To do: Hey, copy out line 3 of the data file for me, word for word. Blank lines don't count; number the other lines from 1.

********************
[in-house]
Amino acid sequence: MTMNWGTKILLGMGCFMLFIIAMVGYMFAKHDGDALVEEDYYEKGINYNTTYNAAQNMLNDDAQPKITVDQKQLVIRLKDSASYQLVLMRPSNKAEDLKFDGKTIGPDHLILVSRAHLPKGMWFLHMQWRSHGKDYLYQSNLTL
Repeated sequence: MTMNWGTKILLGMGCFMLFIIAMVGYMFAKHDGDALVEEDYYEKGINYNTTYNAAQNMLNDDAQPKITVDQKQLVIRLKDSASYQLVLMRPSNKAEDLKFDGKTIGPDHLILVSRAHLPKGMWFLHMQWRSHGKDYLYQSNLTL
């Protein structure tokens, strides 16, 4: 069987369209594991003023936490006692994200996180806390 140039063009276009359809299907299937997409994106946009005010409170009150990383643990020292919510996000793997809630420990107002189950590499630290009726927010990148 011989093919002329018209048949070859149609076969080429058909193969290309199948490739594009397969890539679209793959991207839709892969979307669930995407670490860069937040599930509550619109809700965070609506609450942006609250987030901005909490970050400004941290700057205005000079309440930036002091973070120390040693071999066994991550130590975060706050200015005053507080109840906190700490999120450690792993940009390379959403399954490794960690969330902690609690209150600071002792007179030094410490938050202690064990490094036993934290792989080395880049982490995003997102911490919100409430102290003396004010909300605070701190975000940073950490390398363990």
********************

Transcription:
Repeated sequence: MTMNWGTKILLGMGCFMLFIIAMVGYMFAKHDGDALVEEDYYEKGINYNTTYNAAQNMLNDDAQPKITVDQKQLVIRLKDSASYQLVLMRPSNKAEDLKFDGKTIGPDHLILVSRAHLPKGMWFLHMQWRSHGKDYLYQSNLTL